It took nine months but a Seattle police officer was finally fired for unlawfully arresting an elderly man whom she accused of assaulting her with a golf club.
Cynthia Whitlatch, who is white, insisted she was being persecuted because of her race.
But the dashcam video of her arrest suggests that she arrested William Wingate, who was 69 at the time, because of his race.
After all, the video clearly shows he never did strike her car with the golf club he uses as a walking cane as he had claimed. And her ex-girlfriend accused her of regularly using racial epithets.
Also, the disciplinary action report against her, which can be read here, stated that she had a problem with minorities.
Notably, the day before your confrontation with the individual, you received training on’Biased Free Policing and Voluntary Contacts and Terry Stops, yet apparently did not utilize that contemporaneous training or what your years of experience should have taught you about acceptable behavior. Considerable circumstantial evidence indicates that these deviations and your approach to the civilian were motivated by bias. During your interviews with OPA, you indicated that your perception of the race, sex, and age of others influenced how you interacted with and reacted to events regarding this individual and, more generally, events in the worþlace. You discussed your view that the individual’s age and sex contributed to his reaction towards you as a female officer, and stated that you would not be investigated were you not white. Without prompting, you described how you viewed the resolution of his charges as an example of racial bias because “guess who” – a black judge and black chief were not, in your view, supporting white officers. Even during your Loudermill hearing, you continued to blame minorities for your perceived mistreatment on account of your race (white). Your perceptions of race and other protected categories appear to be so deeply seated that they likely impacted the authoritarian manner in which you treated this man and your refusal to deviate from that approach towards an individual whose actions did not warrant such treatment.
In fact, the report states that had the Seattle Cop not been unapologetically racist, she probably would have not have lost her job.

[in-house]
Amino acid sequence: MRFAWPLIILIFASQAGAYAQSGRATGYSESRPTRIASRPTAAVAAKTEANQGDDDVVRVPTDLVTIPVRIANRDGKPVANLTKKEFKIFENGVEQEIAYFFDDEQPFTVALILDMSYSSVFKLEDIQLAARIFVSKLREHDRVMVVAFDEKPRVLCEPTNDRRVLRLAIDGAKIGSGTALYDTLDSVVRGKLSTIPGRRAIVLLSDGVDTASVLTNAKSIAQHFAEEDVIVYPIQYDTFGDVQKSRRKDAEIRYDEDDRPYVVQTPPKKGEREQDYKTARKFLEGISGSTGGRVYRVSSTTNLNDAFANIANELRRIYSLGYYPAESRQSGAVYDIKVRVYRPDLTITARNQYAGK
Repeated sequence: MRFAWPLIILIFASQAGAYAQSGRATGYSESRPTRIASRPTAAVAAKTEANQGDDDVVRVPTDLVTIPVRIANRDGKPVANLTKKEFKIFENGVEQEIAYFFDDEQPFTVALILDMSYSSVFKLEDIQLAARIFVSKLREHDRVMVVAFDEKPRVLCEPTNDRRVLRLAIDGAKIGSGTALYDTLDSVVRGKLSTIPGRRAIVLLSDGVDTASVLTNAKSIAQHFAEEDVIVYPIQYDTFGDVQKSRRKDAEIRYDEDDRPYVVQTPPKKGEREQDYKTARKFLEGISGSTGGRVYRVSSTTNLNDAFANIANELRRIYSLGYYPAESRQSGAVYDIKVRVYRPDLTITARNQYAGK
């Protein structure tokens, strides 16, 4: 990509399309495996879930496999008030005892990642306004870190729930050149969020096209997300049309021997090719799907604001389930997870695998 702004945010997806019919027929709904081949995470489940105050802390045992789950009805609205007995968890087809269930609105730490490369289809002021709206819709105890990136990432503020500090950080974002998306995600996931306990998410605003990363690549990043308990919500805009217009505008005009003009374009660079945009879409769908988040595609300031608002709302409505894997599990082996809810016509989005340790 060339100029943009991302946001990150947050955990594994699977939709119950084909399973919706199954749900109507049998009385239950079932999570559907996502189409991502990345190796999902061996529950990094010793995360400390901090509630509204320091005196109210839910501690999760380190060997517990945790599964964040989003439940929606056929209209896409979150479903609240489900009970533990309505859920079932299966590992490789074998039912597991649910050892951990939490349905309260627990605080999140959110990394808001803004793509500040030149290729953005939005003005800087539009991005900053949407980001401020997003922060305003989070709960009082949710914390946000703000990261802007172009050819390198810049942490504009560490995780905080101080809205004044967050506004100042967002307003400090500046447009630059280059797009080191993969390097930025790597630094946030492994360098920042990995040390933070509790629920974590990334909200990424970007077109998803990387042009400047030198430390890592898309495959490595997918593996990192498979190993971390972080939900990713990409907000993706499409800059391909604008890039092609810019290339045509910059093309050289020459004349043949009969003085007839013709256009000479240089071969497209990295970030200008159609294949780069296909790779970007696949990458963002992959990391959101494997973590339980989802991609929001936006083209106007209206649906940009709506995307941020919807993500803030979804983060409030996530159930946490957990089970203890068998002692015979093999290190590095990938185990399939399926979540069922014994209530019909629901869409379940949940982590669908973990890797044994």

I was also troubled by your comments in the Loudermill about the race of a judge and deputy chief involved in expunging the civilian’s criminal record related to your arrest of him; you expressed a strong belief that these actions were taken because the judge and deputy chief are black, and that race drove the decision-making of a high ranking Department official and a long-serving Municipal Court Judge, not the legitimate factual and legal analysis by thoughtful and dedicated public servants. Such statements further indicate that your biased views prevent you from being able to honestly reflect on your own job performance and successfully receive constructive criticism of your policing techniques because you view the critiques as racially motivated.
While the violation of Section 5.140(2) is serious enough that, on its own, the allegation would warrant the recommended discipline, I gave serious consideration to a lengthy suspension and disciplinary transfer to a unit that does not interact with the public, as well as removal from the sergeant’s promotional registry. However, your inability to understand, even in hindsight, that your behavior was unnecessarily aggressive, an abuse of discretion, and negatively impacted the community’s confidence in this police service, offers me no pathway to confidence that your behavior will improve or change. Without this ability to learn from your mistakes, understand how you can improve and do better, and recognize your own errors, you are unable to effectively function as an officer.
The incident took place July 9, 2014, but the video did not surface until January after the Seattle weekly new site, The Stranger, made a public records request.
Wingate, who is now 70, is suing the city.